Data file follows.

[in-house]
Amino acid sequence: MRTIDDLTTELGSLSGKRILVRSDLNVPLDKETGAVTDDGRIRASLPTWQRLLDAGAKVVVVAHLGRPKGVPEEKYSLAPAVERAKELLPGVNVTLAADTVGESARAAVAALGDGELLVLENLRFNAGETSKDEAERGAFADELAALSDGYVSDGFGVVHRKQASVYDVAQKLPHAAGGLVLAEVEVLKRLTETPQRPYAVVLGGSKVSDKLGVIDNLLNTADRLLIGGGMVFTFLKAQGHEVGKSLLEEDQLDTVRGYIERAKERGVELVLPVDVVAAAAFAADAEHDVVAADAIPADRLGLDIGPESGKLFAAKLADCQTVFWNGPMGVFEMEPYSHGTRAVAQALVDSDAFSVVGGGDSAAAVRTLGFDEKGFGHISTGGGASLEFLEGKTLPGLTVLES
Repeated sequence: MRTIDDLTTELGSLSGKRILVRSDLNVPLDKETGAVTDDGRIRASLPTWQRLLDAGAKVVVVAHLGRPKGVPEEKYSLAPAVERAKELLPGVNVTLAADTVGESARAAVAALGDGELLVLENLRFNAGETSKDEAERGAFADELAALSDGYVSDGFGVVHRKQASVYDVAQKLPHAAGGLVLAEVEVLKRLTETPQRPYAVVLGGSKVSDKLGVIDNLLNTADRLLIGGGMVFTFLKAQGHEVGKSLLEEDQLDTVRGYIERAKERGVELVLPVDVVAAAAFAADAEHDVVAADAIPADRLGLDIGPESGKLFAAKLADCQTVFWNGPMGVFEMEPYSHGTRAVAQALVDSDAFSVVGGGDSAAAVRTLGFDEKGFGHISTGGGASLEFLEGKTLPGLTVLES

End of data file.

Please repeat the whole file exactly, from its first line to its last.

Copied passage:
[in-house]
Amino acid sequence: MRTIDDLTTELGSLSGKRILVRSDLNVPLDKETGAVTDDGRIRASLPTWQRLLDAGAKVVVVAHLGRPKGVPEEKYSLAPAVERAKELLPGVNVTLAADTVGESARAAVAALGDGELLVLENLRFNAGETSKDEAERGAFADELAALSDGYVSDGFGVVHRKQASVYDVAQKLPHAAGGLVLAEVEVLKRLTETPQRPYAVVLGGSKVSDKLGVIDNLLNTADRLLIGGGMVFTFLKAQGHEVGKSLLEEDQLDTVRGYIERAKERGVELVLPVDVVAAAAFAADAEHDVVAADAIPADRLGLDIGPESGKLFAAKLADCQTVFWNGPMGVFEMEPYSHGTRAVAQALVDSDAFSVVGGGDSAAAVRTLGFDEKGFGHISTGGGASLEFLEGKTLPGLTVLES
Repeated sequence: MRTIDDLTTELGSLSGKRILVRSDLNVPLDKETGAVTDDGRIRASLPTWQRLLDAGAKVVVVAHLGRPKGVPEEKYSLAPAVERAKELLPGVNVTLAADTVGESARAAVAALGDGELLVLENLRFNAGETSKDEAERGAFADELAALSDGYVSDGFGVVHRKQASVYDVAQKLPHAAGGLVLAEVEVLKRLTETPQRPYAVVLGGSKVSDKLGVIDNLLNTADRLLIGGGMVFTFLKAQGHEVGKSLLEEDQLDTVRGYIERAKERGVELVLPVDVVAAAAFAADAEHDVVAADAIPADRLGLDIGPESGKLFAAKLADCQTVFWNGPMGVFEMEPYSHGTRAVAQALVDSDAFSVVGGGDSAAAVRTLGFDEKGFGHISTGGGASLEFLEGKTLPGLTVLES